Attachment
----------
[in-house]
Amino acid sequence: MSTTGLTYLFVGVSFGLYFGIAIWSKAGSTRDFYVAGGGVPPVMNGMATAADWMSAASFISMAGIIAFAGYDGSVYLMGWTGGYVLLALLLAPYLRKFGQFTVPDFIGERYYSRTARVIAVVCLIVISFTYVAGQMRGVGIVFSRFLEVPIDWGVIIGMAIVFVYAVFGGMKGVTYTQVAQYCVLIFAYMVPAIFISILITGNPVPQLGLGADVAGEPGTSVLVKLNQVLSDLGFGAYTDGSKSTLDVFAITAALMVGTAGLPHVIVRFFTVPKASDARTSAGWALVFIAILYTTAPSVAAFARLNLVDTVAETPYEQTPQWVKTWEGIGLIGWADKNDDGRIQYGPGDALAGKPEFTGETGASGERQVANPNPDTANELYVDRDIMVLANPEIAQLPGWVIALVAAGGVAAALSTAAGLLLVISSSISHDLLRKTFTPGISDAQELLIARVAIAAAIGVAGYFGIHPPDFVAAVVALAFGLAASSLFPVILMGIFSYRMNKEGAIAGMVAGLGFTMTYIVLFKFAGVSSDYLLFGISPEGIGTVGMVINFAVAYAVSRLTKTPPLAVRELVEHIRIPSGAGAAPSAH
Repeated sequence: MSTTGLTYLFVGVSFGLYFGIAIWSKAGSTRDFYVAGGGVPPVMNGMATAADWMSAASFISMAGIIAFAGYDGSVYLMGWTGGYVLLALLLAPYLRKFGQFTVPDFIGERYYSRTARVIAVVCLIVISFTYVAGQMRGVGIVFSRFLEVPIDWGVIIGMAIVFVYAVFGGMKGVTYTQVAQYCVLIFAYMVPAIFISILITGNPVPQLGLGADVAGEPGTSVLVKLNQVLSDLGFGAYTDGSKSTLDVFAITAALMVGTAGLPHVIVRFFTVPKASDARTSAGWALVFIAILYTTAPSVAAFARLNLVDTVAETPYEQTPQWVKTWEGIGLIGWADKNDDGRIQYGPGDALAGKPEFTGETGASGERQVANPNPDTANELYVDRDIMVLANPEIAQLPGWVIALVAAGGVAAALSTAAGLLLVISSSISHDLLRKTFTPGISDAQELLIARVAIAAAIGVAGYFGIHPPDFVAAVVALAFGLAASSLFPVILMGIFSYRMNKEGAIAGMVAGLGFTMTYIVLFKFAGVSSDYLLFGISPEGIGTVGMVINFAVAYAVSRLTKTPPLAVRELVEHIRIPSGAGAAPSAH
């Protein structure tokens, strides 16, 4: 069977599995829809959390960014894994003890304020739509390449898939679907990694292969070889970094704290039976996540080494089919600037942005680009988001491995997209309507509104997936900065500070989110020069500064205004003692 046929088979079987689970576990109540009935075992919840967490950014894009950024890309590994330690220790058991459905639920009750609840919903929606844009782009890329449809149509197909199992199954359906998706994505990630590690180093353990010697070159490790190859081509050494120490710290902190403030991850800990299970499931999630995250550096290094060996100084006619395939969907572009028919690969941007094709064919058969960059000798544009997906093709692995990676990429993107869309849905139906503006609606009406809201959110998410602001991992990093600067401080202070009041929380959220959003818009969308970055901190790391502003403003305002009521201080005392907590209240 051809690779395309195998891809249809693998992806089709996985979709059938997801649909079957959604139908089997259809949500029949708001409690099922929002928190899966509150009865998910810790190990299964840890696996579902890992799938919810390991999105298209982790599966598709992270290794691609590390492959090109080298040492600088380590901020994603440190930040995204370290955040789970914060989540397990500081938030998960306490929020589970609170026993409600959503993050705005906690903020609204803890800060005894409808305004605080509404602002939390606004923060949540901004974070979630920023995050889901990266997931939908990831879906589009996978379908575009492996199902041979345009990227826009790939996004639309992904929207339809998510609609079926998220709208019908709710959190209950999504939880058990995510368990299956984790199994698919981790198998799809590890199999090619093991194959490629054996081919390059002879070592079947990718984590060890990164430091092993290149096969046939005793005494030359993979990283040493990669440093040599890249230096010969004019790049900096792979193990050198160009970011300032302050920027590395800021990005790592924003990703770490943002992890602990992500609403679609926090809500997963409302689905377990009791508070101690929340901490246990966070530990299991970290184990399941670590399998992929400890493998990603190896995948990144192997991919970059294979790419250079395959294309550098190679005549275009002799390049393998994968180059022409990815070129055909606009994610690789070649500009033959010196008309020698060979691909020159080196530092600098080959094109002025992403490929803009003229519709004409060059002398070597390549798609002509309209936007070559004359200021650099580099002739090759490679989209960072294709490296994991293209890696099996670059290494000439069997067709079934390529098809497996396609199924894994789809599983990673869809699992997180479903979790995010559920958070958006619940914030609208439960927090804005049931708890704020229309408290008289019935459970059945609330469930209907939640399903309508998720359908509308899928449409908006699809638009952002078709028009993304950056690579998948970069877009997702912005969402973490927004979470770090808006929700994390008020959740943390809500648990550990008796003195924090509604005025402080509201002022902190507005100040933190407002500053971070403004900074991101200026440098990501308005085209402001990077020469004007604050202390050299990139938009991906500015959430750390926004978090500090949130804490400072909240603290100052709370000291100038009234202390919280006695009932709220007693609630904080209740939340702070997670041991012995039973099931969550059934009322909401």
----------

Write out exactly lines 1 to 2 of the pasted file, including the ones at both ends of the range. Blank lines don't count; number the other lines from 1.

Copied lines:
[in-house]
Amino acid sequence: MSTTGLTYLFVGVSFGLYFGIAIWSKAGSTRDFYVAGGGVPPVMNGMATAADWMSAASFISMAGIIAFAGYDGSVYLMGWTGGYVLLALLLAPYLRKFGQFTVPDFIGERYYSRTARVIAVVCLIVISFTYVAGQMRGVGIVFSRFLEVPIDWGVIIGMAIVFVYAVFGGMKGVTYTQVAQYCVLIFAYMVPAIFISILITGNPVPQLGLGADVAGEPGTSVLVKLNQVLSDLGFGAYTDGSKSTLDVFAITAALMVGTAGLPHVIVRFFTVPKASDARTSAGWALVFIAILYTTAPSVAAFARLNLVDTVAETPYEQTPQWVKTWEGIGLIGWADKNDDGRIQYGPGDALAGKPEFTGETGASGERQVANPNPDTANELYVDRDIMVLANPEIAQLPGWVIALVAAGGVAAALSTAAGLLLVISSSISHDLLRKTFTPGISDAQELLIARVAIAAAIGVAGYFGIHPPDFVAAVVALAFGLAASSLFPVILMGIFSYRMNKEGAIAGMVAGLGFTMTYIVLFKFAGVSSDYLLFGISPEGIGTVGMVINFAVAYAVSRLTKTPPLAVRELVEHIRIPSGAGAAPSAH